NJ Transit, whose train service rivals those in the developing world, is threatening to cut service and raise fares 25% because the state aid spigot is (logically) being shut off.

We’ll notice the fares, we won’t notice the service cuts. (Often we get on a delayed train around the same time that the regular one should have shown up.)

But NJ Transit is not being very creative, are they?

Cut administrative posts? Not an option! Revisit union contracts? Bah. Hold off on the new tunnel? Already budgeted.

As they raise fares, I’m sure it can be modeled how many that will no longer ride the train or bus and telecommute. I know several people who would’ve commuted to NY daily now rarely go into the office. Saving even more on a monthly would be that little extra incentive.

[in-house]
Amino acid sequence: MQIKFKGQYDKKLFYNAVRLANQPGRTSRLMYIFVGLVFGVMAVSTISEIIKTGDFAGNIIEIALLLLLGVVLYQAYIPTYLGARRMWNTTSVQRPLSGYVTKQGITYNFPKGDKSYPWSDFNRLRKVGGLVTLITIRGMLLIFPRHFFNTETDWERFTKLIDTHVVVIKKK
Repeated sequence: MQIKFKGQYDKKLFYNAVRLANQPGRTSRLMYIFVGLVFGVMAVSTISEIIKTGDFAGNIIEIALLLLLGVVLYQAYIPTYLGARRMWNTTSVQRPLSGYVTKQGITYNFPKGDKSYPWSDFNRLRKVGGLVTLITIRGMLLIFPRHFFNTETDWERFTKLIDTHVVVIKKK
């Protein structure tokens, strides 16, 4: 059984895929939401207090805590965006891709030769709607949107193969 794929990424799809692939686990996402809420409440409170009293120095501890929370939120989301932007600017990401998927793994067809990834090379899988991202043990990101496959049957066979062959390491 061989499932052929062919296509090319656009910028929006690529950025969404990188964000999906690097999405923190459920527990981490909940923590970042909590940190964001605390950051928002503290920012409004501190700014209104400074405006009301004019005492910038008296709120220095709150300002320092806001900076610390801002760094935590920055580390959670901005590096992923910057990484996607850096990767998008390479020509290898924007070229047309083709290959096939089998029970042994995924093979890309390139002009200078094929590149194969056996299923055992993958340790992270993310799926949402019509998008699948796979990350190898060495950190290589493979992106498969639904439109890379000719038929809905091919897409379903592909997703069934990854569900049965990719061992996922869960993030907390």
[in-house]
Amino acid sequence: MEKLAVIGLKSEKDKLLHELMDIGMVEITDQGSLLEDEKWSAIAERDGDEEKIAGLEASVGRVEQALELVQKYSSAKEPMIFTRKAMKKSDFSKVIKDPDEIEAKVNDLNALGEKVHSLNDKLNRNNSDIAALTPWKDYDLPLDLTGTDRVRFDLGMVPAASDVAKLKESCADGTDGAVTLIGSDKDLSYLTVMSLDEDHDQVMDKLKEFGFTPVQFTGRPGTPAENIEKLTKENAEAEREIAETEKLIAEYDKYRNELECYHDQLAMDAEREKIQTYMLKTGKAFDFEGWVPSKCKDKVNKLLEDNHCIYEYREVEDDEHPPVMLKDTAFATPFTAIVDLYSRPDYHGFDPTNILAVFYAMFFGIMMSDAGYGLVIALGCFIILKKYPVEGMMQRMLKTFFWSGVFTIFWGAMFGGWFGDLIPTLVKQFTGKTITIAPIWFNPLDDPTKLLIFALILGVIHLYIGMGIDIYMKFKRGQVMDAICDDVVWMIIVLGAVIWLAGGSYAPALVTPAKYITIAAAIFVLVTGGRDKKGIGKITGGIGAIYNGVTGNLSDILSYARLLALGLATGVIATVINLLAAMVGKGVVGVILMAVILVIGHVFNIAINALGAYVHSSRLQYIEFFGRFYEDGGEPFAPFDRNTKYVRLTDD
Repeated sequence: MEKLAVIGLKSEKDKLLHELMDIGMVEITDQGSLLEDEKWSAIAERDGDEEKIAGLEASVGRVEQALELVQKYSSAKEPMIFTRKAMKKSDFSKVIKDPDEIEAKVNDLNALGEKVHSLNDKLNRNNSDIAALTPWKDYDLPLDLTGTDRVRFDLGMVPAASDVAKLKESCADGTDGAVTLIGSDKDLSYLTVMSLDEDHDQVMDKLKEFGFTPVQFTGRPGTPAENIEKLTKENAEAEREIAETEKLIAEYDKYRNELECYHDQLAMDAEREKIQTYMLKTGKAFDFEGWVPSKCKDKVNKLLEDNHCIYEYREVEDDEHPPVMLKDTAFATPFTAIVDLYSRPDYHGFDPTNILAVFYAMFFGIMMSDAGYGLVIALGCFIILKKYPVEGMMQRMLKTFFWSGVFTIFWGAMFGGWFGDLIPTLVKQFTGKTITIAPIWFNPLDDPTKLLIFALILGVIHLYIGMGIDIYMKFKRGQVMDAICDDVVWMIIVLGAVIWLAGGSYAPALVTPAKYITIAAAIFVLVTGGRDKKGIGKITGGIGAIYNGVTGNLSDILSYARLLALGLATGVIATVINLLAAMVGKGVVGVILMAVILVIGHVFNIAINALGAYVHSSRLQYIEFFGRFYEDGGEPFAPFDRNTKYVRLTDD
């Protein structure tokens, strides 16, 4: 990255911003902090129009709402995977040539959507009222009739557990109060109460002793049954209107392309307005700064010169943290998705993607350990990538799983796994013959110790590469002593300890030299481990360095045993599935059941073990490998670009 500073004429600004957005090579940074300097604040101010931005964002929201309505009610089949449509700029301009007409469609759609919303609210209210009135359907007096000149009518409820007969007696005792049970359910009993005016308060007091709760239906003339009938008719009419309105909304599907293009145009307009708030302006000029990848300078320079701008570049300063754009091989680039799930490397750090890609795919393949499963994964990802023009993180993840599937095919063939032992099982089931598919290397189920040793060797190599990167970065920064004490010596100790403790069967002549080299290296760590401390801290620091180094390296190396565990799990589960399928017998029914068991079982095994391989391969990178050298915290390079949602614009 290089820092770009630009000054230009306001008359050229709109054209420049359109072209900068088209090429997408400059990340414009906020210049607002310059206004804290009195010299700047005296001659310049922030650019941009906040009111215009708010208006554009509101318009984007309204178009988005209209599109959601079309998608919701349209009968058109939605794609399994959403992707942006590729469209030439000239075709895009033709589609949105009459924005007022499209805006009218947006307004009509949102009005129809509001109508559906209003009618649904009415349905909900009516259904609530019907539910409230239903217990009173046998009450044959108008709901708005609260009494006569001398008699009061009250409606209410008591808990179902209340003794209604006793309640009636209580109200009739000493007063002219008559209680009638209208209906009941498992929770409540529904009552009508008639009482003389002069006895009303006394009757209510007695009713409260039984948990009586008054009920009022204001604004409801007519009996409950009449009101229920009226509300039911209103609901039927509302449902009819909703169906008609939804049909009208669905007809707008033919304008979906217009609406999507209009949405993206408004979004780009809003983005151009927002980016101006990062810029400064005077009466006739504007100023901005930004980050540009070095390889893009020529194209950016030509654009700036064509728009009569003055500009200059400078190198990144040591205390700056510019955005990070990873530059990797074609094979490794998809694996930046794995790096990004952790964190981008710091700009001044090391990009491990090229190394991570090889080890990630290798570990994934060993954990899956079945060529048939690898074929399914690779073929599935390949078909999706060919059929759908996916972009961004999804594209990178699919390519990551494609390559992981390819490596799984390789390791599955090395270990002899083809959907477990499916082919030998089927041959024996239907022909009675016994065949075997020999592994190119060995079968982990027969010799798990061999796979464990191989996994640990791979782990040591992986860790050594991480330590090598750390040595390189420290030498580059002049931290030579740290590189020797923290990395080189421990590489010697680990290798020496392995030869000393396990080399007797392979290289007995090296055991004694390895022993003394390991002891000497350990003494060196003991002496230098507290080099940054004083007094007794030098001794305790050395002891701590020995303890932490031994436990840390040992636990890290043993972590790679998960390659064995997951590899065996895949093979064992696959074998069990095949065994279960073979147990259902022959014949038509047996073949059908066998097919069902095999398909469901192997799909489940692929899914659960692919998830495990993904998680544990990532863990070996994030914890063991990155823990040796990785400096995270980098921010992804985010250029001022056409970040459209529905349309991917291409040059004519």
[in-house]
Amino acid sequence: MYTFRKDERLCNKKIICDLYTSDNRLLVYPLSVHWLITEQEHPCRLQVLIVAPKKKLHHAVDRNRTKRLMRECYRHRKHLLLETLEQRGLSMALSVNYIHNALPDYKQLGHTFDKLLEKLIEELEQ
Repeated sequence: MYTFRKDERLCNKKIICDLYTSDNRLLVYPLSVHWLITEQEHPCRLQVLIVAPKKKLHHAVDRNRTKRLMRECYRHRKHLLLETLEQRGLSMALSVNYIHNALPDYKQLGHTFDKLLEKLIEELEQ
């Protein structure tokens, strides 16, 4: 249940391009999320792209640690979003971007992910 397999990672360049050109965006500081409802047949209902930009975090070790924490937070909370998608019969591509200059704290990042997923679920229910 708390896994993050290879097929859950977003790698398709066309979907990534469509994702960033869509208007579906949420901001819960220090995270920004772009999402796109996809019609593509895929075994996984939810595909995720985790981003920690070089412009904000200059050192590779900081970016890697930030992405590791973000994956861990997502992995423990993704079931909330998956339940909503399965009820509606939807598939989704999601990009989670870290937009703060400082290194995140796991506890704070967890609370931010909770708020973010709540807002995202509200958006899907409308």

Regardless, I think that for most industries in NYC, commutation will steadily decrease anyway.


  • Wall Street moving to Greenwich and Stamford, with Data Centers in Jersey City and elsewhere.
  • WebEx and GoToMeeting, Skype and other very inexpensive desk sharing, conferencing, virtual whiteboards and videoconferencing tools.
  • Increased work time for employers, especially outside of the 9 to 5 window.
  • Less water cooler chatter and time-wasting in the office.

By the time they build the tunnel, we won’t need it.

And I did hold out naive hope that they would implement the “one seat” program for us here in Cranford, which they inexplicably tied to the new tunnel.

Despite that selfish dream, I think they ought to kill the tunnel.

By the time the tunnel opens, NYC will become even more residential, with foreign-owned condos and twentysomething renters who will be there to answer the phones in the headquarters by day and go clubbing at night.